Written by James Kelly, Partner, Wills and Probate Solicitor
With property prices reaching new heights across the country and lenders tightening the criteria for lending it is becoming increasingly common for home purchasers to turn to their parents for a significant contribution to assist them with their first home purchases. In some cases purchasers are required to have a 20% deposit to get a loan.
In lots of cases there is also an attraction for Pa and Ma as they can provide a concessional interest rate to their children which is likely to be greater than what they could achieve by leaving the money in the bank while helping their children.
There is evidence that at the moment, 60% to 70% of first home buyers are looking to their parents for financial help. The average contribution is assistance of an amount just under $90,000.00.
In addition to loans and cash gifts, some parents are willing to provide a guarantee using the equity in their own home to top up their child’s deposit. That guarantee can be released when there is sufficient equity in the property after the loan have been paid down. That period is about 3 years.
An advantage for the children is that the guarantee or loan may remove the need for mortgage insurance which can add $20,000 to a loan.
Evidence suggests that the Pa and Ma financial assistance makes them the 9th largest lender in Australia. This in turn create a big trap for parents, in that this assistance is often not legally documented.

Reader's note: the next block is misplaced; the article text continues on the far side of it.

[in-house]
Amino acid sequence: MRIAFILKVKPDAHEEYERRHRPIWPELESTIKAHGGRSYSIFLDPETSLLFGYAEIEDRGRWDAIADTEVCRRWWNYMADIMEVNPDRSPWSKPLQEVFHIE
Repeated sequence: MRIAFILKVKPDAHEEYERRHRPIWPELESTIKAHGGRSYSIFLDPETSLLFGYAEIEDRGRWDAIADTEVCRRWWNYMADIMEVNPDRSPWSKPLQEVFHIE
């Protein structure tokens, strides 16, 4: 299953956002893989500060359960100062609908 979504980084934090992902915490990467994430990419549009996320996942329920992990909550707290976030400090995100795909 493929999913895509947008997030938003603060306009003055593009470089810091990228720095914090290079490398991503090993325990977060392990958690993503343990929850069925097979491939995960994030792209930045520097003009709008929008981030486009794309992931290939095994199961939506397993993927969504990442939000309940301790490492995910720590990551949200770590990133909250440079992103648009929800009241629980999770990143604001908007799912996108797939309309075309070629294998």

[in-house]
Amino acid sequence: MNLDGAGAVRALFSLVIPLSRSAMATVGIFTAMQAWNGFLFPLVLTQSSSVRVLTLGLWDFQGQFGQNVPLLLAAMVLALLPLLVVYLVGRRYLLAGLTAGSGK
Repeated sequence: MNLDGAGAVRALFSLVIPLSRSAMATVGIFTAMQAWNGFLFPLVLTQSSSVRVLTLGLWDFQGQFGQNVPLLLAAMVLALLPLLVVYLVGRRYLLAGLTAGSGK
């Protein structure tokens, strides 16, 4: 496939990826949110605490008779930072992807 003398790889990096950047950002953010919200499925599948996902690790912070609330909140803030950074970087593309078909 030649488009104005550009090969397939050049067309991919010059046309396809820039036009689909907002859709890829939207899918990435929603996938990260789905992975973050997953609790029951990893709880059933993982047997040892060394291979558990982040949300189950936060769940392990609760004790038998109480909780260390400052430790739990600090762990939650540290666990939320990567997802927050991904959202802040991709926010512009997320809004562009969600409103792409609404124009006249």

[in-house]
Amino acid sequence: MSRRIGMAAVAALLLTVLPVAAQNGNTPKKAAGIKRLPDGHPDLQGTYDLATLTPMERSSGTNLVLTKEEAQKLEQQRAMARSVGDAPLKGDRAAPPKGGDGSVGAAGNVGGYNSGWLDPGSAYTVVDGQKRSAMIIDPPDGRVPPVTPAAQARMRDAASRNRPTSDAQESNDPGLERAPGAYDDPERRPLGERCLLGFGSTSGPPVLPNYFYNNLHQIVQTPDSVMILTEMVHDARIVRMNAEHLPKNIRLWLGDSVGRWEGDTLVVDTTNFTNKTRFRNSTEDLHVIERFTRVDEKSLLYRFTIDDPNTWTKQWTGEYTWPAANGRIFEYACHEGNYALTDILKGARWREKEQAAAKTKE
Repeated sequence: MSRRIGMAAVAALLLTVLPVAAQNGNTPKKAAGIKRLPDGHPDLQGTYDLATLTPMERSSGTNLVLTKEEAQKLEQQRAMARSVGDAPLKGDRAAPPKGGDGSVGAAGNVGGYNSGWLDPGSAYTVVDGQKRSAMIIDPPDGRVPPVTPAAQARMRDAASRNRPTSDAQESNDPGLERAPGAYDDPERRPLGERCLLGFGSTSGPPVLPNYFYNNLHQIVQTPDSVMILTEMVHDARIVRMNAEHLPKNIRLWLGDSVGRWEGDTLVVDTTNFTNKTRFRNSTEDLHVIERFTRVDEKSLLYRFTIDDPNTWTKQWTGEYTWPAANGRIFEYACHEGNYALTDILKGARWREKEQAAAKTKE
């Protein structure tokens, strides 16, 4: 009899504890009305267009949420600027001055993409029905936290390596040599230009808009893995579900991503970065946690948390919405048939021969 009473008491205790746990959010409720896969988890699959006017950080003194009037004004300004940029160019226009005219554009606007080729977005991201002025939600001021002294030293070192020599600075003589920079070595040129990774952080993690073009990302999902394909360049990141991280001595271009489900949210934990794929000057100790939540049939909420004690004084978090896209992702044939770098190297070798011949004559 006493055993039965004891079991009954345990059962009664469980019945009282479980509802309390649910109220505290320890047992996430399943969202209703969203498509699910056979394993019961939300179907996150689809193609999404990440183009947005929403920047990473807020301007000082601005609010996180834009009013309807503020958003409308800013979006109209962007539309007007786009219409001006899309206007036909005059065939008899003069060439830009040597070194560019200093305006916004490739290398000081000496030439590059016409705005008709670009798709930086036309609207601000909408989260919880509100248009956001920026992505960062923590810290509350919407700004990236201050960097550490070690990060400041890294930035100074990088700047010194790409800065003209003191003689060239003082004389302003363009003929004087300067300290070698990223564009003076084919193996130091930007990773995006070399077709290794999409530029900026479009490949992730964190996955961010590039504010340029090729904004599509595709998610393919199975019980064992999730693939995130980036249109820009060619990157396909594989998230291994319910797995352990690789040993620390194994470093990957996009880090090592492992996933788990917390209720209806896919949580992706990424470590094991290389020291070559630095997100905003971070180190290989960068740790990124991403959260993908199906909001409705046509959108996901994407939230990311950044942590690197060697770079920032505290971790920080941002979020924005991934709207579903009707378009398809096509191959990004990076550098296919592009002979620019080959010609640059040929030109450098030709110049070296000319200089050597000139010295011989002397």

At the very least, there should be a loan agreement, sometimes a caveat or mortgage to secure the loan. It is important for the parents to also review their Wills especially if there are other children who have not had the same benefits.
It is wise for the parents to put themselves in the same position as any other lender would by properly documenting the terms of the loan and what would occur if things do not go to plan.
For example, what would happen if the children/purchasers relationship ended or if one of them were to die before their parents? Consideration also needs to be given as to what would occur if the loan is required to be repaid to pay for a medical bill or to assist for the payment of the entry fee for aged care. There can also be implications if a parent is in receipt of a Centrelink benefit.
Our estate planning team can assist you to properly put in place the documentation that will protect you and outline what is to occur in the event of unforeseen events. Contact us today on 1800 770 780 or send us an email at email@example.com.